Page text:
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Tuesday, June 28, 2022
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Game column: Close to victory again, Badgers far from greatness

PASADENA, Calif.—Wisconsin has lost its third straight Rose Bowl game, now destined to being nicknamed “the Buffalo Bills of college football.” As with both the 2011 and 2012 editions, the Badgers had a chance to win a Rose Bowl title on the game’s final possession, only to see their hopes crushed when redshirt junior Stanford cornerback Usua Amanam intercepted UW redshirt senior quarterback Curt Phillips with just 2:03 left. 

So close. And yet so far. 

“I thought it was a microcosm of their whole season,” UW head coach Barry Alvarez said after the game. “They fought back, got in the ballgame. Again, the last possession they had themselves in a position where they had a chance to win the football game.”

Not only was Wisconsin’s 20-14 loss in the 2013 Rose Bowl a microcosm of the 2012 season, as Alvarez noted, it was a microcosm of the program’s last three years.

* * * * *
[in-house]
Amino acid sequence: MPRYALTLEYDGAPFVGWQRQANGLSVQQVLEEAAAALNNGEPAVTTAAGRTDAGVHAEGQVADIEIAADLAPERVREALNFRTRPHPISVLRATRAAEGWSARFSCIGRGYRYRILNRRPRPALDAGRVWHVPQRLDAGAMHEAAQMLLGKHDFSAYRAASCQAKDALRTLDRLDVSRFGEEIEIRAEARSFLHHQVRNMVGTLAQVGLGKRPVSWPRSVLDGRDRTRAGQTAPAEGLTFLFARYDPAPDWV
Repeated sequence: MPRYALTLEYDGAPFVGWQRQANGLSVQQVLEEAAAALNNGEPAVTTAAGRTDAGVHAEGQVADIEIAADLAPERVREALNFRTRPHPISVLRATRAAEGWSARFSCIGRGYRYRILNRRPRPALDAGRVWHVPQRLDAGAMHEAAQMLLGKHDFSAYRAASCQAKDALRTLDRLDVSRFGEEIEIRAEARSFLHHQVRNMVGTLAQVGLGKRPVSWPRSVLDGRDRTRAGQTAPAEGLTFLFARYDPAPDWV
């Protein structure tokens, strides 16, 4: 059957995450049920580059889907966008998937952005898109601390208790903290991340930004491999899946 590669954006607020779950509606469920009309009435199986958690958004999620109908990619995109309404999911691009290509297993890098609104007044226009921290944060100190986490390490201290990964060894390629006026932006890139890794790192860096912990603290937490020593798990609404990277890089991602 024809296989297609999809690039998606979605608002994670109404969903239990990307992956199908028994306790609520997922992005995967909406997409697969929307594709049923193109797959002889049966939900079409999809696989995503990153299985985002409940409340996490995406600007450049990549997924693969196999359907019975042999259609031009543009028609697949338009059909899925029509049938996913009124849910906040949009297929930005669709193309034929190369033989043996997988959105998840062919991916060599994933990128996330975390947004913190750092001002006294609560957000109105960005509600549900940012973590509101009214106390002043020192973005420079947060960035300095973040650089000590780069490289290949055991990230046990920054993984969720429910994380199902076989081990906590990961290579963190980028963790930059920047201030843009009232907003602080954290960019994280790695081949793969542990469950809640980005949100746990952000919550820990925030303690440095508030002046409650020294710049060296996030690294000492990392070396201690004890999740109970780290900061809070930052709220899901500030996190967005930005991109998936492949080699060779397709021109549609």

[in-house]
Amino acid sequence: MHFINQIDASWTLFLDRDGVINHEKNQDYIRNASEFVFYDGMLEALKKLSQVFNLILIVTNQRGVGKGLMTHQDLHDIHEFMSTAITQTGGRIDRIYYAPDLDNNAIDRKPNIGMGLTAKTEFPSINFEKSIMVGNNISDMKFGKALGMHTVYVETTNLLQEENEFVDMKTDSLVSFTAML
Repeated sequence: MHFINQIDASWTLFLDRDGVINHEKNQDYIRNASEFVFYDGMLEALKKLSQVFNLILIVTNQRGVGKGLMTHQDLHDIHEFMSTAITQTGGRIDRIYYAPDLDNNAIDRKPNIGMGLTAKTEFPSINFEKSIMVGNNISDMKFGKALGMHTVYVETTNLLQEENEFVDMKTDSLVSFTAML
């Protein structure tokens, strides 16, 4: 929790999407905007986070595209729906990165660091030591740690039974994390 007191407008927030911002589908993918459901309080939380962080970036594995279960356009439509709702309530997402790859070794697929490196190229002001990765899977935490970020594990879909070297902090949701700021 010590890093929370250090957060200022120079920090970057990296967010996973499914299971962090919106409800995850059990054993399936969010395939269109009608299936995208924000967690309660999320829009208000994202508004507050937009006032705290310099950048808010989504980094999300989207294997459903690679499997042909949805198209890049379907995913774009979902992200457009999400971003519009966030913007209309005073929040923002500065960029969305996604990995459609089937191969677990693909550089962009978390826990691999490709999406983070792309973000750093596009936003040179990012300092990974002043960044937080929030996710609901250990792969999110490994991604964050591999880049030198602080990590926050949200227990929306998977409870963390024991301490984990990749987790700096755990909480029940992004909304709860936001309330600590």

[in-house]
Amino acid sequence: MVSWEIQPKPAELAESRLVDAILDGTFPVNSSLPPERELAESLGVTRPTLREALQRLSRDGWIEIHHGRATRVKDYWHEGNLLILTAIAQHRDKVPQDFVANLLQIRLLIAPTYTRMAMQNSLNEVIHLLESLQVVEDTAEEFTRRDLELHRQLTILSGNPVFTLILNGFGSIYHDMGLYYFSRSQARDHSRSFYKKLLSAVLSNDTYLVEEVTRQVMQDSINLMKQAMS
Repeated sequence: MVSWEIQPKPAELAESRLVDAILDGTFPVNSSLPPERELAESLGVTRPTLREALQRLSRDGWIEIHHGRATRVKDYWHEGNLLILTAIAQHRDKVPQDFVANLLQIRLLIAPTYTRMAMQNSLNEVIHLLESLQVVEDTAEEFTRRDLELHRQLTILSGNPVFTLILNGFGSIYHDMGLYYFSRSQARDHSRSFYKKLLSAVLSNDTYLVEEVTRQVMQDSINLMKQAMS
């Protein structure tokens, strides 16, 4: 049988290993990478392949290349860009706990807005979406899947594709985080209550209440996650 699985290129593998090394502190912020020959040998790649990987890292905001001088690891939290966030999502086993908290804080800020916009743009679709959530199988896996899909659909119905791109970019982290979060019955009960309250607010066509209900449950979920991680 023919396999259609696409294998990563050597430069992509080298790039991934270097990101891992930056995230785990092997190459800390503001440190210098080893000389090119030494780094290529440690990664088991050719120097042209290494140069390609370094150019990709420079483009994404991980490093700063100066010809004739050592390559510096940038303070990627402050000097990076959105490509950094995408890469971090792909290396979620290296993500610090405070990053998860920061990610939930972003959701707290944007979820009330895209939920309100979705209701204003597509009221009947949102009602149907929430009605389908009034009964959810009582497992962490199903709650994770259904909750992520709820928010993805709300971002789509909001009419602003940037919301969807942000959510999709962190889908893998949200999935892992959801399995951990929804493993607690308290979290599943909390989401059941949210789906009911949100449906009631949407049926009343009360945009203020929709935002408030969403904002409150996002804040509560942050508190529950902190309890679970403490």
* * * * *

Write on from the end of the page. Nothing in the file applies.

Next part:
So close. And yet so far.

In 2011, it was a failed two-point conversion that sent UW home empty-handed, a two-point conversion that came on a pass attempt made on the heels of a 10-play, 77-yard drive with the Badgers down eight points.

In 2012 it was a late fumble by receiver Jared Abbrederis that ultimately left the Badgers 16 yards short of a game-tying score when quarterback Russell Wilson could not spike the ball after a first down with two seconds left.

And in 2013 it was the Phillips interception, capping off an 8-6 season, where the six losses came by a combined 25 points—none by more than seven.

So close. And yet so far.

In the end, the Wisconsin program failed to take the next step when the opportunity clearly presented itself. Despite having produced instant NFL stars in J.J. Watt and Wilson, and despite having the services of the nation’s all-time touchdown leader in senior running back Montee Ball, Wisconsin failed to pick up that signature bowl win needed to be considered among the elite programs in college football.